For many reasons and here are the two big ones. First, as lawyers, we can never represent both sides in a transaction. We focus only on our clients and protecting their best interests. Real estate agents can (and do) represent both sides which creates an unavoidable conflict of interest. Second, as lawyers, we are qualified and licensed to help you navigate the complexities of real estate transactions. We provide actual legal advice and analysis including custom contract drafting, review of title documents, instructing escrow agents, and reviewing closing documents. Real estate agents are only permitted to fill in the blanks on pre-printed forms, leaving you at greater risk of an unexpected problem down the road.
WaLaw is short for Washington Lawyers Realty. Before we became real estate brokers, we were simply lawyers practicing in Seattle. We saw the value to our clients of providing real estate broker services, but we didn’t want to forget our role as lawyers. After all, a lawyer is held to a far higher standard than a broker – a standard that we always meet and usually exceed. So when it came time to name the brokerage, the choice was easy.
Ahh, the secret sauce you ask? It’s actually quite simple. We only work with highly motivated buyers and sellers who are willing to put skin in the game. Traditional agents work with anybody and waste an inordinate amount of time with clients who never result in a closed transaction. That means the small percentage of clients who actually close subsidize all the rest.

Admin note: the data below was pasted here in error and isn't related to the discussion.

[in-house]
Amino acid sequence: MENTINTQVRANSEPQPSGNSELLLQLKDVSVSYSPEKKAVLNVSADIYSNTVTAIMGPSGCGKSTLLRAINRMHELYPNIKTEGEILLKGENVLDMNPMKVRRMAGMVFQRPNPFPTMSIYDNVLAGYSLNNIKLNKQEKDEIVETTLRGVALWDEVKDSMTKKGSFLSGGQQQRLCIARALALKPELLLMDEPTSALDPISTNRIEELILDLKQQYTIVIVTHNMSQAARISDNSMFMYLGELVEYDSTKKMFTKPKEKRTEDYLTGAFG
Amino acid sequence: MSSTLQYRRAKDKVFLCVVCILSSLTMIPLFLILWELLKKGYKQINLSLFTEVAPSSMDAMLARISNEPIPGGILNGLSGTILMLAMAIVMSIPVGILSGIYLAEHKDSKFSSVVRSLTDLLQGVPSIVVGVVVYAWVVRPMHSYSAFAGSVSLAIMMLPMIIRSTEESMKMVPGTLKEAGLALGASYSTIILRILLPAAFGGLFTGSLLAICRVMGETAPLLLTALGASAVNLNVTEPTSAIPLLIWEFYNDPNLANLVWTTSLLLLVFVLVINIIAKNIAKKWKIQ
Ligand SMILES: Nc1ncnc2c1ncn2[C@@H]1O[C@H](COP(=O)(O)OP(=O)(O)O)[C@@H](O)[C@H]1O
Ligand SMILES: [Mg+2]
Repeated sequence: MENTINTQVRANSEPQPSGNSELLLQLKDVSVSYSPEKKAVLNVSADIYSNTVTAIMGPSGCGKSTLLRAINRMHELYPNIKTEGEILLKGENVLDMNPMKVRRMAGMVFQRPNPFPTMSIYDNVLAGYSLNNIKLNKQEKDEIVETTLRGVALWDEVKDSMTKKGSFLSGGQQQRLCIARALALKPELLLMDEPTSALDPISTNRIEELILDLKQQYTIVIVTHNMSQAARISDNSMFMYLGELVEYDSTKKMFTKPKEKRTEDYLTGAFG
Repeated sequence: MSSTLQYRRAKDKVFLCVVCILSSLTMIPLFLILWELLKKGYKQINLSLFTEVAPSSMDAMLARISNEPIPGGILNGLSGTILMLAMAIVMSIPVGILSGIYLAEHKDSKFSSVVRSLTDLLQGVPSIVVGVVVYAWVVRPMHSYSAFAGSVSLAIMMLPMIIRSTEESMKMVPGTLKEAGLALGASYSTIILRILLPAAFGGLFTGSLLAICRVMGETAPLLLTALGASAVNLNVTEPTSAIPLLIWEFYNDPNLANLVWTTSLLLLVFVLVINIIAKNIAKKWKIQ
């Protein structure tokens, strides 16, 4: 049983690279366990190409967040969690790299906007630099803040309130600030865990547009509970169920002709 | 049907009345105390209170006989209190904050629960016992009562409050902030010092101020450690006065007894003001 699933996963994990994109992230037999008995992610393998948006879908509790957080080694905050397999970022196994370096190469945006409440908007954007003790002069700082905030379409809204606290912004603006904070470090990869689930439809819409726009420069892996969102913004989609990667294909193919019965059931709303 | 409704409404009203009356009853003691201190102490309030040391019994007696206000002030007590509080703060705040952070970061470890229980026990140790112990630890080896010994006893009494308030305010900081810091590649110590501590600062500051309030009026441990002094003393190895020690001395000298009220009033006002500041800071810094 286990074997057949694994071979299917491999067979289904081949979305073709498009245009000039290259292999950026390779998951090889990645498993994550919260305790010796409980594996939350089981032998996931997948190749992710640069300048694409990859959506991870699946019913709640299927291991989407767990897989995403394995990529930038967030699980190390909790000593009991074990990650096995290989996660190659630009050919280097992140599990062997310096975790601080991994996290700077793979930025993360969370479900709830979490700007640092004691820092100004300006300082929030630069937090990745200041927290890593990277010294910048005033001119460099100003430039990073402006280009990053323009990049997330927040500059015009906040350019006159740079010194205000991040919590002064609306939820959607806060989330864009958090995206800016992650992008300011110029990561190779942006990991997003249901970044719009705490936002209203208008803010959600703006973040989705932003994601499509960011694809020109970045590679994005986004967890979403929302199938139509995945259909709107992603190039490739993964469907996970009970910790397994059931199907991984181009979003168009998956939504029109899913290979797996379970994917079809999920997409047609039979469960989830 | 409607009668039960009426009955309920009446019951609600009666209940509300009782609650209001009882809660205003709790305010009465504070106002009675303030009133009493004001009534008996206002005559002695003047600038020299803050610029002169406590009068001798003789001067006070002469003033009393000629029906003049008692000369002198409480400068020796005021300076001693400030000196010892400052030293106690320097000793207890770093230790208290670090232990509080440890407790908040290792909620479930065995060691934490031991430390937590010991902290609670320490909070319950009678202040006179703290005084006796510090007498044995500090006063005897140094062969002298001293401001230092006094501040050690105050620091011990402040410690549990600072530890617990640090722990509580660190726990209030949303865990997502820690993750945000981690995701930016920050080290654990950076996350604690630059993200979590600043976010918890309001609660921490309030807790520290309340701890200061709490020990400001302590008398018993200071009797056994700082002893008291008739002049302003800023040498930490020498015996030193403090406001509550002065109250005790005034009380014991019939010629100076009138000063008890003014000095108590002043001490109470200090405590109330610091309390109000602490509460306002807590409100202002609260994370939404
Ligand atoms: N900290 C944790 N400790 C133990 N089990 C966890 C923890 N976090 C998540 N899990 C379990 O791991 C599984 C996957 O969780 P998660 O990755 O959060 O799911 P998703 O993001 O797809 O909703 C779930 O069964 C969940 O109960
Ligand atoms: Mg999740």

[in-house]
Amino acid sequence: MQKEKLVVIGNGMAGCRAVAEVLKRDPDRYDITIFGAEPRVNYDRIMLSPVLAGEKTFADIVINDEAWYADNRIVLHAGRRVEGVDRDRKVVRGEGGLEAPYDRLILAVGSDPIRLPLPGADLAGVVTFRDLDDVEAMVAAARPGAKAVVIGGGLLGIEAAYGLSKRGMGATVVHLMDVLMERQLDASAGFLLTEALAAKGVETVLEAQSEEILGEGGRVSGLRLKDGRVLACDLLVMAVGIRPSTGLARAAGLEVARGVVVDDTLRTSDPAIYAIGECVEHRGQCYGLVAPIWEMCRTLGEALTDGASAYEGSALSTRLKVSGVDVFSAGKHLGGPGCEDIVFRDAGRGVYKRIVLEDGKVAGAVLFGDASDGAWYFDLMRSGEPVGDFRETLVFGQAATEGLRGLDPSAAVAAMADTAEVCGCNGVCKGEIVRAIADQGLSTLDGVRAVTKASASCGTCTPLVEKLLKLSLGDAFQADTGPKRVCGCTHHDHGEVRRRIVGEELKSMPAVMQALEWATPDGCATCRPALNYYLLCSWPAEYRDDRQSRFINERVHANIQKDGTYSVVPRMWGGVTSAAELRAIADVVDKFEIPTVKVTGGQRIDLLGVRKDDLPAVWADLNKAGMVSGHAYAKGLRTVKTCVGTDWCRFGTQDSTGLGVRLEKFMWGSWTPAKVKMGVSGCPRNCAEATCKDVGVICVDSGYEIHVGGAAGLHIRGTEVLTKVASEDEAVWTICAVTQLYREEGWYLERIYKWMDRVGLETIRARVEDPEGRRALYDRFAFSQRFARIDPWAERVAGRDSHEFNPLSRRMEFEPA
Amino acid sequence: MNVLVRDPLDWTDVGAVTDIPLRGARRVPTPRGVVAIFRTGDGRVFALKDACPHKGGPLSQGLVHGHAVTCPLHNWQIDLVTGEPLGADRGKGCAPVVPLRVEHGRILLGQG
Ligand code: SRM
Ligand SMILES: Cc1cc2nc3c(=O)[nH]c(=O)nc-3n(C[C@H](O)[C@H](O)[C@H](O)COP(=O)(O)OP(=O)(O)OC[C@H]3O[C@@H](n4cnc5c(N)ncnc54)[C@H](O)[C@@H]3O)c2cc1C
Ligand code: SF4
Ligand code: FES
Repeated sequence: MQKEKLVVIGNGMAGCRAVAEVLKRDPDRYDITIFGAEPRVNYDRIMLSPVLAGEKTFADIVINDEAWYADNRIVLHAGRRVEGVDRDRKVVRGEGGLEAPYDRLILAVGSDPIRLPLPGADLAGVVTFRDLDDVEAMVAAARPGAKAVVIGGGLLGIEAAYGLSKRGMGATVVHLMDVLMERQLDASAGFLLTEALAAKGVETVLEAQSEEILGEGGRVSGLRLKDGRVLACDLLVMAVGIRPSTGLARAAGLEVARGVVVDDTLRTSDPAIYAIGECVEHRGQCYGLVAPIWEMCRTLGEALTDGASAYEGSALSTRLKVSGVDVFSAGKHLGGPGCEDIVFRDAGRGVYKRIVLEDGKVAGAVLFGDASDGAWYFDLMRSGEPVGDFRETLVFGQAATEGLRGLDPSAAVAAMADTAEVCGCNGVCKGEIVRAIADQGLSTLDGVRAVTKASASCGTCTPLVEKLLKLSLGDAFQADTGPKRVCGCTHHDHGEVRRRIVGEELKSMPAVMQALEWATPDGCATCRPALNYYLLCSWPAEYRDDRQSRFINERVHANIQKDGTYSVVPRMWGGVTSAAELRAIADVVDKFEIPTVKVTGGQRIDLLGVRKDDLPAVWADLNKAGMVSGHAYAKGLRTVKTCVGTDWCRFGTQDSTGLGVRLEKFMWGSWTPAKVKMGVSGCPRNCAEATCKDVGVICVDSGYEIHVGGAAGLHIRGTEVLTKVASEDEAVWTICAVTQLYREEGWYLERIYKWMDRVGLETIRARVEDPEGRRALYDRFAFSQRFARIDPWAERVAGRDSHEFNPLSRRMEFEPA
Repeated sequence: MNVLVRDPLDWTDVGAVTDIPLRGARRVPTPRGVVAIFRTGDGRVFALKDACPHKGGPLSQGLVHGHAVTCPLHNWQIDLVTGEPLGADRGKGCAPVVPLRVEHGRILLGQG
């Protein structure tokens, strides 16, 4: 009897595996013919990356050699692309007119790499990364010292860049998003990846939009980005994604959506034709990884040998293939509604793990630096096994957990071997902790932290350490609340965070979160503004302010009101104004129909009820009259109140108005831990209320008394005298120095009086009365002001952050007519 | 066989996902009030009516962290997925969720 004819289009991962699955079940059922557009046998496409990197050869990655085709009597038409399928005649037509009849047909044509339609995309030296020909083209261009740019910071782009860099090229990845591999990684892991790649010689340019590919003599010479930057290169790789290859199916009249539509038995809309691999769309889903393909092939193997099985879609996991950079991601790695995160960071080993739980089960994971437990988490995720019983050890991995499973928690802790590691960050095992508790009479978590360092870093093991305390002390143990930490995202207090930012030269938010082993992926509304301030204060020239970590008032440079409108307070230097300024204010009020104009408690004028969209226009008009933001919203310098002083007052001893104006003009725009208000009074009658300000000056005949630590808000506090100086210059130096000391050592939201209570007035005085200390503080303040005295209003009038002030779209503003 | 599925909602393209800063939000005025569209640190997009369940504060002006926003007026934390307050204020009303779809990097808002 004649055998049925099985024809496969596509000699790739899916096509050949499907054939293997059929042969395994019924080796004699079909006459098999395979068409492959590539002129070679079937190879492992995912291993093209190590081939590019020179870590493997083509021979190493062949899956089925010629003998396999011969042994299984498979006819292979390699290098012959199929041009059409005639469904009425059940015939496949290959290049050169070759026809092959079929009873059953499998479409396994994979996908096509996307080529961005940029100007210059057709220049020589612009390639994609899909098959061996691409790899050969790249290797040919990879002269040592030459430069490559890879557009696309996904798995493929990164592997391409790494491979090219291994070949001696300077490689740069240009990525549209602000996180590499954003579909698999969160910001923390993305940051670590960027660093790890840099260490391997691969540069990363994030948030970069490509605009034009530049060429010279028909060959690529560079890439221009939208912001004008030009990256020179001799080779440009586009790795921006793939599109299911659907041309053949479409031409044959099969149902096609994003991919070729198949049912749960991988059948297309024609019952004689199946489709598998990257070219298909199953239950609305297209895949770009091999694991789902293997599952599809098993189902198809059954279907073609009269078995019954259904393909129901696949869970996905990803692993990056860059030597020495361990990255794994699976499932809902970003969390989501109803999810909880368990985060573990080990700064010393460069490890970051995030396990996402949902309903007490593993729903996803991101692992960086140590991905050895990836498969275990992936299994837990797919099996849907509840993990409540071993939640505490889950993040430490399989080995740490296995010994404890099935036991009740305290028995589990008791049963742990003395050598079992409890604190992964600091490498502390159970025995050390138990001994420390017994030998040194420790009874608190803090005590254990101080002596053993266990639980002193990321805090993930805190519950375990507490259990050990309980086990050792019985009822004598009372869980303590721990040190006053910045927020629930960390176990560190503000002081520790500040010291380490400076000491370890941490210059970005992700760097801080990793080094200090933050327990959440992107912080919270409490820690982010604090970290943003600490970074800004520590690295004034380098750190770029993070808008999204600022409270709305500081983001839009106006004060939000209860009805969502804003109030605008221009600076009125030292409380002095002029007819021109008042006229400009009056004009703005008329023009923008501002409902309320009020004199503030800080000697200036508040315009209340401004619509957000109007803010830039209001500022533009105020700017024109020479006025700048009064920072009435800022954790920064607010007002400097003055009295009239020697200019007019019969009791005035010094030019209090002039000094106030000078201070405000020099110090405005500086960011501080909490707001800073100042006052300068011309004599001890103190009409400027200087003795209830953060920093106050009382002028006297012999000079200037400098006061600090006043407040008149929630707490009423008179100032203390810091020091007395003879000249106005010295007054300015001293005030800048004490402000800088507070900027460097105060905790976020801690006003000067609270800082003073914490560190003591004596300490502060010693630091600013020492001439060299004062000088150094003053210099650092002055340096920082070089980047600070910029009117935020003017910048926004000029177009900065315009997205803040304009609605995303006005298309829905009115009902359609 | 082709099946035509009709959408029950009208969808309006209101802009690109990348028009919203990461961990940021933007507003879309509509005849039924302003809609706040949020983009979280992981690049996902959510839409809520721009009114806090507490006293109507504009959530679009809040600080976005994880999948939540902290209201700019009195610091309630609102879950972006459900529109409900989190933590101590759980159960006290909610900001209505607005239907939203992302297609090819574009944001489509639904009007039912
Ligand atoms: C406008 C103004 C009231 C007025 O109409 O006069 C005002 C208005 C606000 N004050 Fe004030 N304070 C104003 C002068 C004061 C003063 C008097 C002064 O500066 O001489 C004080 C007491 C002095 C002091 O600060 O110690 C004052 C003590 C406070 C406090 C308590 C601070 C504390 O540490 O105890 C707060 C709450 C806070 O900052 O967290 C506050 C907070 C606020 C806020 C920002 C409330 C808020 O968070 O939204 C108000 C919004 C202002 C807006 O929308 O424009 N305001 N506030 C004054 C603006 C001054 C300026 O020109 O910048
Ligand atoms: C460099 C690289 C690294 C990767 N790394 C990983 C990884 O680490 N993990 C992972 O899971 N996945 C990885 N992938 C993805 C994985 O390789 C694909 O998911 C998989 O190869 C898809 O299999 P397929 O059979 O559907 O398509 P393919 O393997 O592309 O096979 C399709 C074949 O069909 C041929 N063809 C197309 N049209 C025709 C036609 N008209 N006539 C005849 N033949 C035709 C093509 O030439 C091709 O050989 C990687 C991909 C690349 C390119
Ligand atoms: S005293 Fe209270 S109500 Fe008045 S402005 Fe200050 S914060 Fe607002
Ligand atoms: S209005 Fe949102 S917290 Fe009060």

Not so for us. WaLaw clients pay $1,000 up front so you know they’re not messing around. It also means they expect a high level of professional service which we’ve been providing since 2009. The balance of our flat fee is not due until the deal successfully closes.
We also focus on efficiency and offering the essential services buyers and sellers need and not the trivial stuff (remember refrigerator magnets and classified ads?). We don’t waste time doing home tours for every Tom, Dick, and Harry which means our staff can handle far more deals than the industry average. By giving everyone the same great and efficient service, we are able to keep costs low and our fees reasonable.
Sometimes. While agents disagree, the fact is that agents often work without being paid because not every transaction closes. In order to make up for that unpaid time, they need to charge a premium to clients who actually do close. So if you close your transaction, you are helping to pay your agent for all of the unpaid work he has done for other clients. If you don’t close your transaction but used the services of an agent, then your agent was definitely underpaid.
Some do, but we don’t. At WaLaw, we think that being lawyers AND real estate agents simplifies the process for our clients. In a transaction this significant, we can provide the legal counsel for title review, contingency negotiation, and contract review without additional costs or time. That said, we also recognize our clients’ goal: To buy or sell a house. A combative lawyer can make that difficult. We balance the need to protect your interests against your desire to complete the transaction.
Certainly not. First, you have to come out of pocket up front with us but not with a traditional agent. That’s not a good idea for buyers who just want to tour a bunch of houses or sellers who want to list their house at a dream price and don’t mind if it doesn’t sell. Those folks should call Windermere. Second, the big difference for buyers is that we don’t search for houses for you. Instead, our buyers take charge of the online search for homes. Once they’ve narrowed their list we provide tours to see homes in person.